Lawyers for Brown had been hoping their client would get off with time served, as he has spent the last 28 months in federal prison. Instead he got five years and three months for aiding and abetting, attempting to hide evidence, and threatening a Federal officer, and will have to pay a fine of $890,000, most of which will go to Stratfor.
"For the next 35 months, I'll be provided with free food, clothes, and housing as I seek to expose wrongdoing by Bureau of Prisons officials and staff and otherwise report on news and culture in the world's greatest prison system," Barrett said in a statement.
"I want to thank the Department of Justice for having put so much time and energy into advocating on my behalf; rather than holding a grudge against me for the two years of work I put into in bringing attention to a DOJ-linked campaign to harass and discredit journalists like Glenn Greenwald, the agency instead labored tirelessly to ensure that I received this very prestigious assignment. Wish me luck!"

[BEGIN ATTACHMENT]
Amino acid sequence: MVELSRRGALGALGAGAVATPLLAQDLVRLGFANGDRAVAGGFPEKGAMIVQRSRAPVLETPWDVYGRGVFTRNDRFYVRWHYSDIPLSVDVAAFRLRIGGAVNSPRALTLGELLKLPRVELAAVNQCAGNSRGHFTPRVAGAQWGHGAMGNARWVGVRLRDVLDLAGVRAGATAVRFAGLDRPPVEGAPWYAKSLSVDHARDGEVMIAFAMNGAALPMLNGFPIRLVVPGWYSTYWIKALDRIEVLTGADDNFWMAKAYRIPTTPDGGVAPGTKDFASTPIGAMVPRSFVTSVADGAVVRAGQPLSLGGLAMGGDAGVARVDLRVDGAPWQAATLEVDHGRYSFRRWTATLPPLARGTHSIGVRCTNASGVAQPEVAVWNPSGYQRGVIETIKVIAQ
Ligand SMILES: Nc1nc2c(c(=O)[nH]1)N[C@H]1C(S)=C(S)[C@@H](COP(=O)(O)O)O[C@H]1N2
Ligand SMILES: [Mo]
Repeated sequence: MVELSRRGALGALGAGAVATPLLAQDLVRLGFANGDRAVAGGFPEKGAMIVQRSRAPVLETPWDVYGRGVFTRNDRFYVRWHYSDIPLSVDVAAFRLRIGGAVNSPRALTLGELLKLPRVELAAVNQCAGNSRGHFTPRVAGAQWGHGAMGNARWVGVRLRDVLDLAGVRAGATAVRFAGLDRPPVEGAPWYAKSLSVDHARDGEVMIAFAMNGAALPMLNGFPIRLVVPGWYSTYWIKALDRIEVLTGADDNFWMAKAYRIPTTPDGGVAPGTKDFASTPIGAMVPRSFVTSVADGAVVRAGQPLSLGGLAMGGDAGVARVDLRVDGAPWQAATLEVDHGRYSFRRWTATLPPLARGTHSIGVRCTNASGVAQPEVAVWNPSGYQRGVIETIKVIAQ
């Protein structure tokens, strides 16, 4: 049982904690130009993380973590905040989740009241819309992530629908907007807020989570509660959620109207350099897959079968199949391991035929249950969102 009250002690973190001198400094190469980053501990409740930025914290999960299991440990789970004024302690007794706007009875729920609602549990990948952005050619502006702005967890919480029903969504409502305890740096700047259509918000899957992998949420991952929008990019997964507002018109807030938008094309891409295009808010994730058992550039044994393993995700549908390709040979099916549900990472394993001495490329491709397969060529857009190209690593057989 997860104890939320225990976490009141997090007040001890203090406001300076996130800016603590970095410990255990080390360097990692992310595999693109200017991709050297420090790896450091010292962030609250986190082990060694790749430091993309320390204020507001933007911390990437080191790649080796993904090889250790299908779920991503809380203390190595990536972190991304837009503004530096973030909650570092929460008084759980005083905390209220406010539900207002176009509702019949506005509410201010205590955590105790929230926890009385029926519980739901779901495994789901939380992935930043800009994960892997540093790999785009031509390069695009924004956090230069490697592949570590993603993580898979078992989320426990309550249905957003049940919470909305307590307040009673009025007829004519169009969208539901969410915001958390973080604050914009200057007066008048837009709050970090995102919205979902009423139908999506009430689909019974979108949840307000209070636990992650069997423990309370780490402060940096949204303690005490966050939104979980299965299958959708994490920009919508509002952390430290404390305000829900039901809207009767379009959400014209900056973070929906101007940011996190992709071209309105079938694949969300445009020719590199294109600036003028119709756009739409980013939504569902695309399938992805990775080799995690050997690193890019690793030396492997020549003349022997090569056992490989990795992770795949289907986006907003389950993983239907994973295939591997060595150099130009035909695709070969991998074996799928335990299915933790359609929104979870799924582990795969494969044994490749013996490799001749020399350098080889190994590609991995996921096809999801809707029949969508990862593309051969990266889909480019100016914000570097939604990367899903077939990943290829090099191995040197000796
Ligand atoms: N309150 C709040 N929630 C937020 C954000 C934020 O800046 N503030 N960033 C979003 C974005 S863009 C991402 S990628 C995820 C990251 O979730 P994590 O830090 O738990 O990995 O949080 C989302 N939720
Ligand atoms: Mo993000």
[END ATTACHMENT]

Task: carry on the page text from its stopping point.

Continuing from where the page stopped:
Brown came to prominence in 2011 as a journalist with a close relationship to some members of the hacking group Anonymous. He set up the Project PM wiki to analyze leaked information from events like the HBGary hack and appeared on the media as a self-declared Anonymous spokesperson.
In March 2012 federal investigators raided his and his mother's house as part of an investigation into the HBGary affair and others like it. Several laptops were seized and taken away for investigation.
In September 2012 he posted a trio of 15-minute rants on YouTube in which accused the FBI of going after him and his mother and threatening to release identifying information on a certain officer. During the rant Brown admitted he was weaning himself off opiates at the time of filming.